Miami mystery carved in stone

Circle: A 38-foot-wide ring of holes has stopped a $126 million waterfront condo project and captured the imagination of a city.

April 30, 1999|By Joe Mathews | Joe Mathews,SUN NATIONAL STAFF

MIAMI -- Like the spokes of a wheel, they connect to the Circle: The high school drop out in search of a tan. A hippie-turned-teacher-turned-house cleaner with a dolphin tattoo on her right shoulder. The Messianic Jew who left his home in Oregon on a bicycle and has not stopped pedaling, five years later.

None of them can touch the rock with the strange carvings, protected as it is by 24-hour-a-day security guards, two chain-link fences and a court order. But people of all states of mind come to glimpse South Florida's answer to Stonehenge from the roof of the Sheraton Biscayne Bay parking garage.

Who built it? When? Why? And how, without moving, did it stop a $126 million waterfront development and turn Miami upside down?

"It's amazing that something this old and this holy was discovered in the middle of downtown," says Marty Jacobsen, a long-distance phone-service salesman with a double yellow head Amazon parrot named Keiku on his shoulder and sandals on his feet. "And it's even more amazing how Miami, with no history and all this modern architecture, has embraced it."

Only this much is known about the biggest mystery to hit Miami since serial killer Andrew Cunanan: It sits at the picturesque mouth of the Miami River, along a glitzy stretch of Brickell Avenue bank towers known as the Wall Street of South America. It consists of a series of symmetrical holes carved into the waterfront bedrock, four feet underground. Examined from above, the holes form a perfect circle, 38 feet in diameter.

UFO enthusiasts believe the Circle was made by aliens, though archaeologists say the circle was probably created by Miami's earliest known inhabitants, the Tequesta Indians. But for what? An astronomical tower? A trash receptacle? A temple? A sundial? A sports arena? Miami has been seized by these possibilities.

In the present, however, the Circle's status is unquestioned. The rock is Miami's most sought-after star, hotter than Gloria Estefan or Pat Riley. And the fight over its future has involved every faction of Miami, from an ambitious young mayor to underwater archaeologists, from the biggest unions to the smallest Native American tribes, from a politically connected developer to a lone stonemason.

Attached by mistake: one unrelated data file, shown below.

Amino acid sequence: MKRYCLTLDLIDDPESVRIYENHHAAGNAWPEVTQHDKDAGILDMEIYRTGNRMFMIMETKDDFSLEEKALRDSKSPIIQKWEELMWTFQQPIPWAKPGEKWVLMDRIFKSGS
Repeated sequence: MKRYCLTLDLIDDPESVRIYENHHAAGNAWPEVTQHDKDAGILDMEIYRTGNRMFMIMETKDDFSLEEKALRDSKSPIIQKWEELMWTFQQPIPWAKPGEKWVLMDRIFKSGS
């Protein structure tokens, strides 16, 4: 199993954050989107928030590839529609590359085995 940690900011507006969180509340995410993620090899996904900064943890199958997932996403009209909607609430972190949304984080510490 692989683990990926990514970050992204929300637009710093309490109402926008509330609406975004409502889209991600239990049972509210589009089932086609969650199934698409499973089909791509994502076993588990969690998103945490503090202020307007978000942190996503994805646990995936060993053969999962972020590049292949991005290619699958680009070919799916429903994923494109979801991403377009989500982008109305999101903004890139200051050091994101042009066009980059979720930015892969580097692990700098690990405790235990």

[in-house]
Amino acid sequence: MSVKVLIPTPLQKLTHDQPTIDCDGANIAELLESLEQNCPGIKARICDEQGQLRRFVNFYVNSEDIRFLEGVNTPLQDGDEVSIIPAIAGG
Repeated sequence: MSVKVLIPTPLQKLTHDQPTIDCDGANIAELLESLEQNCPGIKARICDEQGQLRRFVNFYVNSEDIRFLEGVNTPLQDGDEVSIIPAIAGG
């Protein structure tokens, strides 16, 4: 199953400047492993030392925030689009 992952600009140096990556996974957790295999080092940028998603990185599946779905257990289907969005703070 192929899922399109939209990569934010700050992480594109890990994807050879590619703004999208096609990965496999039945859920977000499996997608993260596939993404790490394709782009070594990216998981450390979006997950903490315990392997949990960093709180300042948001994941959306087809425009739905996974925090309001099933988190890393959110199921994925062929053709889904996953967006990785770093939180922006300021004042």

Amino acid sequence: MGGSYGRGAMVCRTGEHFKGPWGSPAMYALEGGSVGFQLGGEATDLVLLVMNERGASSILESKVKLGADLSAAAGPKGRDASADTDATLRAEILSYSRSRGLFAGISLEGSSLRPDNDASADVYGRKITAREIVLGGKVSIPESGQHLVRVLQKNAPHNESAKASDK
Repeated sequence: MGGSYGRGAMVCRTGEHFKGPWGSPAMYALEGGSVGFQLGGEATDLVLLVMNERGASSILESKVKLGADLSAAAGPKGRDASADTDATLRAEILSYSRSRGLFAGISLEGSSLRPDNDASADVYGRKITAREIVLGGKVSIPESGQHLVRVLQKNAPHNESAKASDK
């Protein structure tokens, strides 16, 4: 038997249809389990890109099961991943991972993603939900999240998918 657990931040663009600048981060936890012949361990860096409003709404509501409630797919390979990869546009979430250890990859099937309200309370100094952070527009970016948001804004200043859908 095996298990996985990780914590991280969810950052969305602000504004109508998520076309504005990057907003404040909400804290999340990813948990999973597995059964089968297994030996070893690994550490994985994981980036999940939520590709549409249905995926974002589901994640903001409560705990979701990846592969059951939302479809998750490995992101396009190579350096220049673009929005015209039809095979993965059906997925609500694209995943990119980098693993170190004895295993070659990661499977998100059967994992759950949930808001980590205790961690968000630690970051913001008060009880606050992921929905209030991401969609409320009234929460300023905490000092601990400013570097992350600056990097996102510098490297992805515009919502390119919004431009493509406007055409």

"I have never seen an issue that has stirred more passion and outrage than the Circle," says Alex Penelas, the mayor of Dade County. "Miami is such a new city, that to stumble on something like this changes how we see ourselves. It's as though we discovered that we have a history."

Circle's origins

Five hundred years ago, about 10,000 Tequesta lived in Miami. They left behind a circle -- surrounded by pottery shards, tools and animal skeletons, including a shark's. No Tequesta survived to explain the circle's significance. The last few members of the disease-ravaged tribe were taken to Cuba after the 1763 Treaty of Paris transferred possession of Florida from Spain to England.

Modern Miami was built over the ruins. In the 1890s, construction workers cleared away Tequesta skulls to erect the Royal Palm Hotel. By the 1950s, the area was a bustling downtown; the circle stood at one end of the Brickell Avenue draw bridge, under several feet of sediment and a new apartment complex.

But by the mid-'90s, the complex showed signs of wear, and city leaders began plotting a revival of downtown, with new boat berths, a new performing arts center, and new residential towers. Michael Baumann, a developer with deep political connections here, decided to capitalize on the prime waterfront parcel, purchasing the apartment complex for $8 million.

In its place, he planned to build two luxury condo towers, with 600 units, a parking garage and retail space. Smelling a financial success, the pension funds of four of Florida's largest unions agreed to back the $126 million project. But because of a 1981 local law, county archaeologists John Ricisak and Bob Carr had to complete a survey of the site before construction could begin.

After sorting through pottery shards and arrowheads, the archaeologists discovered holes in the limestone at regular intervals. Ricisak thought they might be natural formations at first, but Carr, backed up by the surveyor T. L. Riggs, believed differently.

Mystery uncovered

One day last fall, Riggs pulled a can of spray paint from his truck and plotted the full course of a circle for a backhoe to dig up. He was right. The researchers, helped by teams of volunteers, unearthed 30 rectangular holes, each 23 inches wide and 19 inches deep. They found four prominent circular holes along the true north-south line of the circle.

"I can't tell you how exciting it was," says John Gifford, a marine archaeologist at the University of Miami. "Whatever it turns out to be, it is probably the most important archaeological find ever in South Florida."

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